News from Your Federated Agronomists | May 8, 2018
safety first sign
Spring’s Here but Soil Temps are Slow to Rise

As temperatures rose this past week so did the urge to get in the fields but, said Rob Reinking, Federated agronomist and bulk fuel manager at the Albertville location, “even with the warm temperatures during the day, growers do need to worry about imbibitional chilling.”

What is imbibitional chilling? It is the chilling effect seeds may experience when they imbibe (absorb) water, especially when soil temperatures are less than 55 degrees F for an extended time, according to Reinking.

“Brittle shoot cell membranes rupture in soils,” he added and then further described how seedlings may “corkscrew” and not even emerge when exposed to these cool soil temperatures.

This may also happen when there are rapid swings in air temperatures. Consequently, if these plants do emerge, they will not likely be productive.

Check soil temperatures. As of Monday, May 7, soil temperatures averaged 54 degrees F in the fall plowed heavy soils, and 62 degrees F in the sand. Reinking said, “Check temps with a soil probe at about two inches depth.”

Got questions about soil temps? Contact your Federated Agronomist.

Get a jump on weeds, too. If weeds are actively growing, a good option is a burndown herbicide; those applications are best done midday (assuming the nights are still cool). Pre-emergent herbicides are another strong option – “but make sure no weeds are up yet before you apply,” said Reinking.

More questions? Your Federated Agronomist is ready to take your call.
Palace Herbicide: Flexible, Reliable, Affordable
Earlier this year in the Agronomy Update , Federated Senior Agronomist Kevin Carlson introduced Palace™ herbicide, the new name for a private label premix of Dual II Magnum® plus Calisto®.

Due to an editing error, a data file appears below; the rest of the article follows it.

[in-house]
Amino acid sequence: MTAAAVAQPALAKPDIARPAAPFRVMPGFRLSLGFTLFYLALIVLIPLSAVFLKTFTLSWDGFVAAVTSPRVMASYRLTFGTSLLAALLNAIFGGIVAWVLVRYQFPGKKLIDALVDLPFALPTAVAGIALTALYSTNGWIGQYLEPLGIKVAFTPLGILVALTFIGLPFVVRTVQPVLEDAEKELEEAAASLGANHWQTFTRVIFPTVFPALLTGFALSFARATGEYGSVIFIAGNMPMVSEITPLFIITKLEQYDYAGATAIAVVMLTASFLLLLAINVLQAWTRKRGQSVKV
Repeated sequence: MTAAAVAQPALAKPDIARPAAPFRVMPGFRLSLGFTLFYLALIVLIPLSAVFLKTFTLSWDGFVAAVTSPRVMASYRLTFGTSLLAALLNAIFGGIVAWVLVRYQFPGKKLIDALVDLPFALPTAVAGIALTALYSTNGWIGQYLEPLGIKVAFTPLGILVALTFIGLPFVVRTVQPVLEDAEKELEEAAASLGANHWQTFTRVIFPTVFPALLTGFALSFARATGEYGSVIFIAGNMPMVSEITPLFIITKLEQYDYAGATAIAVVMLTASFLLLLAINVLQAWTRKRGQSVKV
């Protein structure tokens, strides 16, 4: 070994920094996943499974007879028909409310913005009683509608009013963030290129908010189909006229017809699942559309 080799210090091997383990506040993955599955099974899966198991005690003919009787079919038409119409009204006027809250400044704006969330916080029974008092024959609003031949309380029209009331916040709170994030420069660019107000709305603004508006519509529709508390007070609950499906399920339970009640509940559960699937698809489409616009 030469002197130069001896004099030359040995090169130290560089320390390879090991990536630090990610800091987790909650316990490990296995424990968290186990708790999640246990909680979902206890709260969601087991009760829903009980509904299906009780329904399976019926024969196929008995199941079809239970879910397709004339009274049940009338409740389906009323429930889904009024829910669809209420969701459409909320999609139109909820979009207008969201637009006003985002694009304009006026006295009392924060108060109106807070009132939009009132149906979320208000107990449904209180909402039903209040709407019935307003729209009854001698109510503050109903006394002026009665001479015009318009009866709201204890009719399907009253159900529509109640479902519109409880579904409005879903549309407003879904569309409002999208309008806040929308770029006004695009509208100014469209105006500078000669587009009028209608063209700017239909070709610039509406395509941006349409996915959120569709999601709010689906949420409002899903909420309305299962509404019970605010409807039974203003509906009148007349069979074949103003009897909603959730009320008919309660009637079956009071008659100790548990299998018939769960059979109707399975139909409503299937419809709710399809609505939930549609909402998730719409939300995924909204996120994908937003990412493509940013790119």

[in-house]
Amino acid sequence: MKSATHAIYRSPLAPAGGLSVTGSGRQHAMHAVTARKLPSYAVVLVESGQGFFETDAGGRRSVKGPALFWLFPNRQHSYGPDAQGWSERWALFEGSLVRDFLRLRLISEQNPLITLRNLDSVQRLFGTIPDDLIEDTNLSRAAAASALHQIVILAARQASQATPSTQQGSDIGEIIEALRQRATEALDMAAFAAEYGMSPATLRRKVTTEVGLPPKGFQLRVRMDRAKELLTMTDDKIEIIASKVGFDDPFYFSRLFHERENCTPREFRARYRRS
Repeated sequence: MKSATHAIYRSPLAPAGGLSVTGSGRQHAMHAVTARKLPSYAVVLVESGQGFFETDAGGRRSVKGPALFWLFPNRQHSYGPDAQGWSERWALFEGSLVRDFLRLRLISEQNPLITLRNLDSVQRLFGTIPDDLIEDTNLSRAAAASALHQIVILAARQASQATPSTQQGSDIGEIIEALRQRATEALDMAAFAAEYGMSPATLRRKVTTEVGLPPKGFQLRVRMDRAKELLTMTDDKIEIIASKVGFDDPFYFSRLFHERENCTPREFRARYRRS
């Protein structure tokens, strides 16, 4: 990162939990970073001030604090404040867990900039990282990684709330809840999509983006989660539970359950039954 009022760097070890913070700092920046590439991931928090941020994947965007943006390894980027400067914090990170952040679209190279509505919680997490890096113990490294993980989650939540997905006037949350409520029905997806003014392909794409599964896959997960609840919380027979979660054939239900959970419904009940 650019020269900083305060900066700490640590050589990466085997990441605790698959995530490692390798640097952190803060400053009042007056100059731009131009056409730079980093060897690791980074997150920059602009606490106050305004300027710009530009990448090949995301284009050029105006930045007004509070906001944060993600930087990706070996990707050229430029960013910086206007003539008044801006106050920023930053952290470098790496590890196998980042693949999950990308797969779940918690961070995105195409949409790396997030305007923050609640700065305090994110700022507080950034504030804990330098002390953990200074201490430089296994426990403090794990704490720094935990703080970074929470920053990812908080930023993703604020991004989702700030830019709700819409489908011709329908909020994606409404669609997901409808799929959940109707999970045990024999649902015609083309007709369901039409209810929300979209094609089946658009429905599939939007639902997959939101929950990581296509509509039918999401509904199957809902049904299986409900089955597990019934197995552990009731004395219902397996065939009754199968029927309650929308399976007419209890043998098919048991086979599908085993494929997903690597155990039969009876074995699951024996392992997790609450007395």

As planting gets in full gear, Carlson reminds growers that “from the stand point of the flexibility for application timing and flexibility,” the benefits of Palace make it a solid choice for conventional corn, Roundup Ready® corn, and Liberty® corn. Carlson added that it can be used “pre-emerge on anything” because of its corn-safener, benoxacor . (See pre-emerge and post-emerge fact sheets.)

Because corn doesn’t like competition it’s important to control weeds early. On RR corn fields, Palace can be tank mixed with Buccaneer Plus® for early post-emerge application.

In a late spring, and with tight budgets, growers won’t jeopardize weed control with Palace and its competitive price point. Palace provides:
  • Dual modes of action
  • Good activity on waterhemp and Palmer amaranth
  • Soil residual and foliar applied weed control
  • Control of 50+ broadleaf weeds and grasses

Talk to your Federated Agronomist with any questions about Palace and early season weed control.
Don't Miss the Boat on Boron
boron element symbol
“If you’re not using boron (B) as part of your alfalfa fertilizer program, you probably
should be,” said Bob Marquette, Federated agronomist at the Albertville location.

“Adding 1-2 lbs./ac. B to your potash/sulfur application will improve root strength and elongation, which can add to stand life,” he added.

Soil organic matter is the primary source of boron, so overall availability is low in
coarse-textured (sandy) soil. Leaching is also greatest on sandy soils because of low organic